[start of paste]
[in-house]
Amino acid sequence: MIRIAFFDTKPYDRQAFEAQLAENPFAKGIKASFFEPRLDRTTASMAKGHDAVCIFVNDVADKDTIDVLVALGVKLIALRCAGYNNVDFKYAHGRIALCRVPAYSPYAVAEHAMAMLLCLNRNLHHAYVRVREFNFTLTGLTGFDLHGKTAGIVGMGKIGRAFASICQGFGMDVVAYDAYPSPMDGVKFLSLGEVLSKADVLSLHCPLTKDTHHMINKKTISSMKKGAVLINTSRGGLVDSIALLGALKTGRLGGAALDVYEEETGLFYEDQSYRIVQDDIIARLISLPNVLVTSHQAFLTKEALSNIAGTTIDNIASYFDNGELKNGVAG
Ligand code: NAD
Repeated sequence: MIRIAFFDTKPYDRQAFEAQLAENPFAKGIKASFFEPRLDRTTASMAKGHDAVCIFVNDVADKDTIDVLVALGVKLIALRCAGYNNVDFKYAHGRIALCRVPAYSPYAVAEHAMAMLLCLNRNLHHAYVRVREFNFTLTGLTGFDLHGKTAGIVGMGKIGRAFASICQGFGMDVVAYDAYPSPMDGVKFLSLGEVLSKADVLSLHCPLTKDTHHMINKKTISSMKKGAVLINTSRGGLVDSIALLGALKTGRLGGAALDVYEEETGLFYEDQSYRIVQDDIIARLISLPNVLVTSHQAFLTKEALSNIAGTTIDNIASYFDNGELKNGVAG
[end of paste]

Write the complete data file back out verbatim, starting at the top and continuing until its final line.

[in-house]
Amino acid sequence: MIRIAFFDTKPYDRQAFEAQLAENPFAKGIKASFFEPRLDRTTASMAKGHDAVCIFVNDVADKDTIDVLVALGVKLIALRCAGYNNVDFKYAHGRIALCRVPAYSPYAVAEHAMAMLLCLNRNLHHAYVRVREFNFTLTGLTGFDLHGKTAGIVGMGKIGRAFASICQGFGMDVVAYDAYPSPMDGVKFLSLGEVLSKADVLSLHCPLTKDTHHMINKKTISSMKKGAVLINTSRGGLVDSIALLGALKTGRLGGAALDVYEEETGLFYEDQSYRIVQDDIIARLISLPNVLVTSHQAFLTKEALSNIAGTTIDNIASYFDNGELKNGVAG
Ligand code: NAD
Repeated sequence: MIRIAFFDTKPYDRQAFEAQLAENPFAKGIKASFFEPRLDRTTASMAKGHDAVCIFVNDVADKDTIDVLVALGVKLIALRCAGYNNVDFKYAHGRIALCRVPAYSPYAVAEHAMAMLLCLNRNLHHAYVRVREFNFTLTGLTGFDLHGKTAGIVGMGKIGRAFASICQGFGMDVVAYDAYPSPMDGVKFLSLGEVLSKADVLSLHCPLTKDTHHMINKKTISSMKKGAVLINTSRGGLVDSIALLGALKTGRLGGAALDVYEEETGLFYEDQSYRIVQDDIIARLISLPNVLVTSHQAFLTKEALSNIAGTTIDNIASYFDNGELKNGVAG